Painting - Bill Duryea
He found a phone booth, closed himself inside, stuck his finger in the dial and drew a circle… “Collect call from Eugene, Oregon, will you accept the charges?” “Yes,” said a voice on the other side. “Hey Dad, I wanted to let you know that I’m coming in your direction. I’m hitchhiking south, and I should be passing through L.A. in a few days,” said the boy. “Do you need me to wire you any money?” asked his father. “No that’s ok,” said the boy, “I have a few oranges, a loaf of bread and a tube of braunschwieger, I should be fine…”
He felt like he should be self sufficient and felt guilty about asking his parents for anything; he would rather be homeless and starving. Besides, it was an adventure for a boy of fifteen to be out in the world with nothing but his backpack. He had been reading the bible not because of any religious convictions, but being a drop-out he knew it was important to educate himself as best he could. Often when engaging in philosophical discussions with the old-timers back in Crete, they would say that his opinions were faulty because he had never read this book or that (usually the Bible), so he was determined to read it cover to cover. He liked the part where Jesus talked about the “lilies in the field.” He believed in the Buddha’s philosophy that one should “live for the moment.” He had faith that the universe would take care of him ….no matter what.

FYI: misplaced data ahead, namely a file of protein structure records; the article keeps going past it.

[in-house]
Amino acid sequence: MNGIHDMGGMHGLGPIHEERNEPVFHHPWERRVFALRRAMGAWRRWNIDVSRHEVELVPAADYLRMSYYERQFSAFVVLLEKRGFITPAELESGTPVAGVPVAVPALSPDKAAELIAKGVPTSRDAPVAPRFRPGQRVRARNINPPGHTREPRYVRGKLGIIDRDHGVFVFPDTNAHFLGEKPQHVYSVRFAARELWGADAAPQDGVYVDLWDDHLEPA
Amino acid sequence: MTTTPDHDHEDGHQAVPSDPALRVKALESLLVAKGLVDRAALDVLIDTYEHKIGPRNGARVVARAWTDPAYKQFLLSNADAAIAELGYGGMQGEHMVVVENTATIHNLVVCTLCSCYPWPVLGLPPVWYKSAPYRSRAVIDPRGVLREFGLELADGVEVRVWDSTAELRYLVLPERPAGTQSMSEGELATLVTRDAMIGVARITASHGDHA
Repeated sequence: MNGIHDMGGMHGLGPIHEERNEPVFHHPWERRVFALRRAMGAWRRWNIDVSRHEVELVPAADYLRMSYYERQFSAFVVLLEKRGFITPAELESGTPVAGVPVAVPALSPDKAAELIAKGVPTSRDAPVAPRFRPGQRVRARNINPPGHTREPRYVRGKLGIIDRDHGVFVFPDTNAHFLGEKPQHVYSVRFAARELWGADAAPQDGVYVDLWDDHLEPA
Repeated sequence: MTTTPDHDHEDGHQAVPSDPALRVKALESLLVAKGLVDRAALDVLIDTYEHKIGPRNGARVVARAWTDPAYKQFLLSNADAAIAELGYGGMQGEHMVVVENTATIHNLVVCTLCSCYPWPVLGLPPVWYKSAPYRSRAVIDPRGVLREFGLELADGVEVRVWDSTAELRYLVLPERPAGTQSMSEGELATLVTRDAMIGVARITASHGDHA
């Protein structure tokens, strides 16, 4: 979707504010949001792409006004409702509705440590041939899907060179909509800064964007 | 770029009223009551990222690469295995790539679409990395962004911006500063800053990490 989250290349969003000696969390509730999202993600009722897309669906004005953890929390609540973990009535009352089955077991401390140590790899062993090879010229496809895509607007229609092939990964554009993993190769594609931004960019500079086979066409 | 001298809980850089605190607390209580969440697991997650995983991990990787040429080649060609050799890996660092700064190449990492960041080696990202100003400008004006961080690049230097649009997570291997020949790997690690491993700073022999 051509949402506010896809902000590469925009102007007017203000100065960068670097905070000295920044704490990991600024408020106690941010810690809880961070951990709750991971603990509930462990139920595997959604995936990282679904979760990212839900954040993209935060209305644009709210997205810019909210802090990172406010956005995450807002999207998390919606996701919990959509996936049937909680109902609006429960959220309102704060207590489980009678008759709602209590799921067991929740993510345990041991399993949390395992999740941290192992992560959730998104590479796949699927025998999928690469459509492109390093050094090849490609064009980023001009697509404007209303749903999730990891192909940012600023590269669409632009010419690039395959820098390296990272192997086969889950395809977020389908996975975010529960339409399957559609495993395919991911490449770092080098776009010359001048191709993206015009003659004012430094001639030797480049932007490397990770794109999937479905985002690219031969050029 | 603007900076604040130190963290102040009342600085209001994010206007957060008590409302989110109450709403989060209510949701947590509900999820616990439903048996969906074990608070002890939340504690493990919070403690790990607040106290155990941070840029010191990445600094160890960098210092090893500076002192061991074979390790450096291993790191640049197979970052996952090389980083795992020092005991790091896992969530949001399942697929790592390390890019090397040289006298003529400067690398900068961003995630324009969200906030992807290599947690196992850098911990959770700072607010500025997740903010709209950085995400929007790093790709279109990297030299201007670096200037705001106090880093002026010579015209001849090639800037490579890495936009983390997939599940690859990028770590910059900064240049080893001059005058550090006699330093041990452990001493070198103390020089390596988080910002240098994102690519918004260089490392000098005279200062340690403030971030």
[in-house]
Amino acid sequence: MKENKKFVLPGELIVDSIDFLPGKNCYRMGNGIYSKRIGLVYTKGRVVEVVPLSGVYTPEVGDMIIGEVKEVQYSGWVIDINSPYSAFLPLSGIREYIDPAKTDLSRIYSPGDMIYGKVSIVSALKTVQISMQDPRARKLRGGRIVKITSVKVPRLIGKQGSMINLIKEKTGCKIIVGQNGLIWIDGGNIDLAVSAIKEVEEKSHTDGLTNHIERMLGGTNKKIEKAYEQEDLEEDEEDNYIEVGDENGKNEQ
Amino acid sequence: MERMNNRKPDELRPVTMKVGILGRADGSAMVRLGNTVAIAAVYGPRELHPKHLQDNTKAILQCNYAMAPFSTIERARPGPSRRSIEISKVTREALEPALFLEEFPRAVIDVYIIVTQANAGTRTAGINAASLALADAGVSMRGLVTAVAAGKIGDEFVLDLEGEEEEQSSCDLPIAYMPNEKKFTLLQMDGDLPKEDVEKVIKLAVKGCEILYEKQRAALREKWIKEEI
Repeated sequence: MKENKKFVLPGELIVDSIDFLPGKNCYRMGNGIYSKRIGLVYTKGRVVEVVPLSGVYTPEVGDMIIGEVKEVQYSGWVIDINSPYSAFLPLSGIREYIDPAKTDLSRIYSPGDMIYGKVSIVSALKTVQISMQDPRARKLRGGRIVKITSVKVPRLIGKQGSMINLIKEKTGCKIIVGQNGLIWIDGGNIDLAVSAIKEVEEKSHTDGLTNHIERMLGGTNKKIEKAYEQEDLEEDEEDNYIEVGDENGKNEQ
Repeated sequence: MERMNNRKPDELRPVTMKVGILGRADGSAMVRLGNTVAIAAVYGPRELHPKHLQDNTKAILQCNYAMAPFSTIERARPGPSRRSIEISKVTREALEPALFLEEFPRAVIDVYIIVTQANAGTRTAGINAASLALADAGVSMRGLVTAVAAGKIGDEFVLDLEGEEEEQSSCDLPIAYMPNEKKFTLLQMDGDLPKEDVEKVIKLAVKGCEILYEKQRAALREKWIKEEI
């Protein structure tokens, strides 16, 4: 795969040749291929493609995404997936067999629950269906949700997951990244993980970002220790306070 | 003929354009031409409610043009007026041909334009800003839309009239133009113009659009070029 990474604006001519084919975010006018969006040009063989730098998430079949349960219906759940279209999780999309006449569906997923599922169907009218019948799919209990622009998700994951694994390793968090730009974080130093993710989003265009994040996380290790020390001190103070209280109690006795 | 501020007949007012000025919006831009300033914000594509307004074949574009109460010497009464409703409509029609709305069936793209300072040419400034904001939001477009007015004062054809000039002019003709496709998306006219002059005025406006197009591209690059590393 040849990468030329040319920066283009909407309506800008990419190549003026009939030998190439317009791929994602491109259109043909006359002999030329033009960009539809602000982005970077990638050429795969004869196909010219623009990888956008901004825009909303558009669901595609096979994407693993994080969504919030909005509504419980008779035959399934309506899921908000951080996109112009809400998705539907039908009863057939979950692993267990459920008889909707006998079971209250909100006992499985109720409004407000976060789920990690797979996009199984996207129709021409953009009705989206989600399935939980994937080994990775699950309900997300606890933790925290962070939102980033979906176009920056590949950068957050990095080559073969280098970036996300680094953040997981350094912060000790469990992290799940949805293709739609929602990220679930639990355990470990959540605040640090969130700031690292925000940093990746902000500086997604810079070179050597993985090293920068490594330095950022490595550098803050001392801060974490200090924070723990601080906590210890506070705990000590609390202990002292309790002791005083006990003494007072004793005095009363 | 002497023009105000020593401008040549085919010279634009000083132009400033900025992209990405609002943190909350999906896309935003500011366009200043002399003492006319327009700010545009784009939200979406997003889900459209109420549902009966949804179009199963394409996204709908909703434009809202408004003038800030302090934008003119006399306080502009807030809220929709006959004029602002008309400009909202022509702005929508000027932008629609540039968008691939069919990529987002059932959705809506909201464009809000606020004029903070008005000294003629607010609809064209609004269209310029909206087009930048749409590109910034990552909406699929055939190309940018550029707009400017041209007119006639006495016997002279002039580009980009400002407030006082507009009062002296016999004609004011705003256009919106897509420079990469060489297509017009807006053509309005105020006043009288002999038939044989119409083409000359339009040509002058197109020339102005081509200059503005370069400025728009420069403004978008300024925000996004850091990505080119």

He walked to the highway, and held out his thumb. Getting out of Eugene was easy. His first ride was in a VW bus with a Rainbow Brother, named Chance. Chance talked cheerfully as they drove south and gesticulated wildly with his hands as he spoke. “Going to Santa Fe, huh? Far out, Man, that’s great! Listen man I got some dynamite acid, you know anybody who wants to buy some? Hey man, don’t answer that, you know? It’s cool man, really. Look man I got some good grass let’s get stoned…” time and space collided into one and, as dusk approached, Chance announced that they were getting near his exit. “You should let me drop you here. You’ll have a better chance of getting a ride here than where I’m getting off—there’s no on ramp there.” The boy tried to think through the foggy delirium caused by the grass. “No that’s cool, you can let me off at the exit.” he stammered. “Suit yourself.” said Chance. As the sun was going down he found himself at the deserted off-ramp. It was illegal to hitch-hike on the freeway so he had to sit there at the entrance to the on-ramp and watch cars go by for hours while waiting for someone to come along. Since only one out of many vehicles was going to actually pick him up, he may have to wait for a long time to catch a ride. Although the freeway was only 100 feet away he would have to walk miles to find an on-ramp were the cops wouldn't hassle him.
He had a nylon camping hammock that his father had mailed to him years before. He had carried it around for years but had never really used it before. He tied one end to a solitary old oak tree, at the edge of an immense field of dirt-clods; the other end he tied to a steel cable which was anchored in the ground nearby and lending support to a telephone-pole, which in turn supported a lonely phone-line that enabled communications with some nearby hamlet. He ate the last of his braunschwieger and read out of the bible as the light faded and the stars began to appear. He looked up at the full moon through the boughs of the oak and drifted to sleep.